The band used an impressive 2,056 words in their first three albums.
Picture: Manic Street Preachers and Nicky Wire - Glastonbury Festival 2014 - Performances - Day 3 - Manic Street Preachers - Glastonbury, United Kingdom - Saturday...
A tasty chunk of news for the music nerds: Manic Street Preachers have been found to be the most lyrically diverse act in a study of Welsh artists. Wales Online conducted the study to celebrate the release of the rock act's latest album, Futurology, and found that 2,056 unique words were used in only the Manics' first three albums.
The band emerged as top of the study, beating fellow Welsh superstars Stereophonics and Tom Jones. As the news site so appropriately points out, "For a band who sang "libraries gave us power," it's no shock that their use of language and words to get their message across."
For comparison, Cynon Valley group Stereophonics also scored highly with 1,453 different words used in their early back-catalogue, but Tom Jones' early work in the '60s saw just 867 words used over the his three first albums, with his third most-used word being "pussycat."
Jones and the Manics' favourite words - with 73 and 66 mentions respectively - is "love" showing that, crooner or alternative rock act, emotions are always going to be high on the list of themes.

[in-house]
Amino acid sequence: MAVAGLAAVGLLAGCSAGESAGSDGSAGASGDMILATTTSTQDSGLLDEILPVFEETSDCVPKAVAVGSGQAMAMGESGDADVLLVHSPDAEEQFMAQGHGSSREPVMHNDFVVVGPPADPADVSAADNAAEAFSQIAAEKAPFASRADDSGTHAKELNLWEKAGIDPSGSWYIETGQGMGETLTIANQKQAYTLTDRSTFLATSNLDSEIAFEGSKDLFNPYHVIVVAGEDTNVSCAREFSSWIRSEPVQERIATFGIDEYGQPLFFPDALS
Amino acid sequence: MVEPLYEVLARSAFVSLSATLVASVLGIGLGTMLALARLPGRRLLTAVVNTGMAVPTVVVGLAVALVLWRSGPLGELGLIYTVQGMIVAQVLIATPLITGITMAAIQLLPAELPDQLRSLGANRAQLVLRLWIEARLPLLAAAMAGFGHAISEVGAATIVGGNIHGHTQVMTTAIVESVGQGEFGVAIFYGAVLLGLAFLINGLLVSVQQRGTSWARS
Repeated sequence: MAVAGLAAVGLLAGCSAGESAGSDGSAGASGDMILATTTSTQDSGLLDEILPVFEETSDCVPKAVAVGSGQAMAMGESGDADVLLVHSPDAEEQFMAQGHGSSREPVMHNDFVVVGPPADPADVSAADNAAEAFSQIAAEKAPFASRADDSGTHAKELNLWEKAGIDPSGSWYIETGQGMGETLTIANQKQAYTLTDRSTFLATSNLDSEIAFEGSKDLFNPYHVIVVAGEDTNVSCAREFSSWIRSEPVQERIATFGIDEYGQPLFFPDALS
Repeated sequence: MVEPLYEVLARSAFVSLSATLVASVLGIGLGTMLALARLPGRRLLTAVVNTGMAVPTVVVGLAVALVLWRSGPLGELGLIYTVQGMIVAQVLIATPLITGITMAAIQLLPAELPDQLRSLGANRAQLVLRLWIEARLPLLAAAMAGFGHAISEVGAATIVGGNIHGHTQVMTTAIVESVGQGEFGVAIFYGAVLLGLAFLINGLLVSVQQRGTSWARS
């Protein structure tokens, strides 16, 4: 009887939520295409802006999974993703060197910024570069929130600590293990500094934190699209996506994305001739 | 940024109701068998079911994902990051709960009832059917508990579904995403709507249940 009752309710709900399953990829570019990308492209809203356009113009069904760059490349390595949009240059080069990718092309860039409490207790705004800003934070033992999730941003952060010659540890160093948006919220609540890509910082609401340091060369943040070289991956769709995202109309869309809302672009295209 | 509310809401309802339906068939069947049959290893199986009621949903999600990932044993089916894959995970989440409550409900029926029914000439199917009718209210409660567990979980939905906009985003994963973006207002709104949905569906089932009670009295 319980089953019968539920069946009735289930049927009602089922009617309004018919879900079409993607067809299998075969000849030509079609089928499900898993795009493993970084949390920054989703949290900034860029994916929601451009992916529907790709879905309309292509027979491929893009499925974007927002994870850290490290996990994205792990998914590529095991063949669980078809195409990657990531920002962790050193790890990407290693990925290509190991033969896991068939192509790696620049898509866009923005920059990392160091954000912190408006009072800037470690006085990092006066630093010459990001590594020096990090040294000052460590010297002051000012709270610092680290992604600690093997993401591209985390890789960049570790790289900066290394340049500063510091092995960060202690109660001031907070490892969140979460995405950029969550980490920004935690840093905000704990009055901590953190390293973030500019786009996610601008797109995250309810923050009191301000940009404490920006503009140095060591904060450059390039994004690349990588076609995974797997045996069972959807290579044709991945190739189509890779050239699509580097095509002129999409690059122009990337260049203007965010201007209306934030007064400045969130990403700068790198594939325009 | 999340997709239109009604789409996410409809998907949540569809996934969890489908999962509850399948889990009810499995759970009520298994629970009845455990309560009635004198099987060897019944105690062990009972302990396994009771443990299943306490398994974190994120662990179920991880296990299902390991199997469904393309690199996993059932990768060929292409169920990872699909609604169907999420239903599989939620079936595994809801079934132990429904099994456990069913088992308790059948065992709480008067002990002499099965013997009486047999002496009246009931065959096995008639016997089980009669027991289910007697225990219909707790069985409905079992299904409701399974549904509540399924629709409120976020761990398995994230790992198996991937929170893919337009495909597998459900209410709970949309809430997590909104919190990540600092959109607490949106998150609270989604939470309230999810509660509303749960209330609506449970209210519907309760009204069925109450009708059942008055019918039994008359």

More: Listen to Manic Street Preachers' 'Walk Me To The Bridge.'
The Manics' early nineties releases Generation Terrorists, Gold Against the Soul and The Holy Bible were the records included in the study but new LP Futurology, which was released a week ago, looks to be no less verbose with a wide range of themes and thought-provoking lyrical content.
More: The sun comes out for Manic Street Preachers at Portmeirion's Festival No.6.
Band members James Dean Bradfield, Nicky Wire and Sean Moore are renowned for their musically and lyrically diverse and often politically-charged songs so it's hardly a surprise that they have been identified as having an articulate range of words at their disposal.
The trio are also credited with having introduced the Japanese translation for tidal wave, "tsunami," into the English lingo in the '90s. The site also claims that Wales' musicians possess the most varied vocabularies compared with the rest of the UK, citing The Beatles' use of "love" 151 times in their first three albums.
The Manic Street Preachers Have Been Named As The Most "Lyrically Diverse" Welsh Music Act.